You always present yourself with your preferred pronoun in a round of introductions, for example. This is partly due to the fact that some of the students identify themselves as queer, and do not necessarily want to be referred to as either ‘he’ or ‘she’.
It matters whether second-generation immigrants from Latin America are named Latino or Latinx, or whether it is called slaves or enslaved people (the correct answer is the latter).
They start a lot of lectures with the professor reading a ‘land acknowledgement’ statement out loud. This is a declaration that acknowledges the indigenous people who once lived in the large pine forests surrounding the campus.
The idea is that the initiatives should have more of the students feeling included, and that it teaches them to use critical concepts. According to the advocates of these initiatives, wokeness is an attempt to create respectful dialogue. It does not have costs in terms of academic freedom, only in terms of the effort made.
It can get out of hand, and you just have to hope that the best arguments will win in the end. I think they usually do.
But not everyone sees it like this. In the United States, the experience that wokeness is curtailing freedom of speech has led to almost 80 universities endorsing the so-called Chicago principles. It states that universities should not limit the discussion of ideas, even though a majority of staff and students find these ideas to be unpleasant, offensive, unwise, immoral or wrong.
At the UCSC they have their own guidelines that closely resemble the principles. They appear on a separate website for freedom of speech on campus. A staff manual states that students and staff need to be able to express »the widest spectrum of points of view in accordance with the standards of scientific study and professional ethics« in the classroom. It is also made clear that neither students nor staff are allowed to stop speakers from presenting on campus, even though they say something that is perceived as hateful or offensive, as long as what is said is within the framework of the law.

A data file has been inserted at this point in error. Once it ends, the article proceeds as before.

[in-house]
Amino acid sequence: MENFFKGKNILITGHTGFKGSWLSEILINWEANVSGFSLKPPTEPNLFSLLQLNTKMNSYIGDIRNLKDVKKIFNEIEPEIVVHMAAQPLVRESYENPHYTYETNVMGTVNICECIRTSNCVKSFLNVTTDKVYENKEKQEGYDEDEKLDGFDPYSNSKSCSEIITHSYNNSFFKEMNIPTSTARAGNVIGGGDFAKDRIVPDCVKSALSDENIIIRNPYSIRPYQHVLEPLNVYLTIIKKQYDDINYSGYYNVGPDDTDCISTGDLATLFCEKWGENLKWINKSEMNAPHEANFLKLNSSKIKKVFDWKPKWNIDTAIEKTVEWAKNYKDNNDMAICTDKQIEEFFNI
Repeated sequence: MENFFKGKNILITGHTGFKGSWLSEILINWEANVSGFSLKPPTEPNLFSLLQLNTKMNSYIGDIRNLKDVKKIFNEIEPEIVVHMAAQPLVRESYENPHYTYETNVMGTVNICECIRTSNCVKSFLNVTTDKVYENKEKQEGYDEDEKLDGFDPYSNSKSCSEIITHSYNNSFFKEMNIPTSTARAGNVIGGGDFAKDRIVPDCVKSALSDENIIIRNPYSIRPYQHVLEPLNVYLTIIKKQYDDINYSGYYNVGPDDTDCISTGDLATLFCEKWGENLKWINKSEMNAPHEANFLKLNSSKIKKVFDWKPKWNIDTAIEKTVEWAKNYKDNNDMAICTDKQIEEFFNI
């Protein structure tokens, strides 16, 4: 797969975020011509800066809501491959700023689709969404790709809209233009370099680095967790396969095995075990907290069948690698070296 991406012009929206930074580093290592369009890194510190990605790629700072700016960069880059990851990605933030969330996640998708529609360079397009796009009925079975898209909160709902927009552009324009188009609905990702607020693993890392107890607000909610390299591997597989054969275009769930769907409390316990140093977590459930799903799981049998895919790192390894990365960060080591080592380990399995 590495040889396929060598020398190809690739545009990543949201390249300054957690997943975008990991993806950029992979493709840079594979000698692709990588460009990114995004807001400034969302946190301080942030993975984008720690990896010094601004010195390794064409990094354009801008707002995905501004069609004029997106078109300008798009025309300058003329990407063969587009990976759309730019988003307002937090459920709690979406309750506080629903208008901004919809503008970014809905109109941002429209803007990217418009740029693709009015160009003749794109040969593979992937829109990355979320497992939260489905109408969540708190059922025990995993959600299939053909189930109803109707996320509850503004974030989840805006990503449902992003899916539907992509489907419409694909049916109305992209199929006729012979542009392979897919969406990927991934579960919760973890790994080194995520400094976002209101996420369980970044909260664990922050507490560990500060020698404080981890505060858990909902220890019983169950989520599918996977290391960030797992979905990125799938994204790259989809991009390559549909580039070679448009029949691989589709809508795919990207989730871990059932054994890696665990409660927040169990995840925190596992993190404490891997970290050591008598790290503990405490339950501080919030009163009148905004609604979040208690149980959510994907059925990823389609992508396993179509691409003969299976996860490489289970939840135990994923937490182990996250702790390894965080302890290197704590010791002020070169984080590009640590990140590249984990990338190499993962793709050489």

Most US universities have, for a long time, had their freedom of research and speech formally enshrined, either in the form of Chicago principles or similar guidelines. But the criticism from the right is that the campuses are nevertheless pervaded by so-called ‘cancel culture’. This means, in practice, that it is not possible to say out loud what you mean because teachers and students are ‘cancelled’, or the object of complaints if they have unpopular opinions or use the wrong pronoun.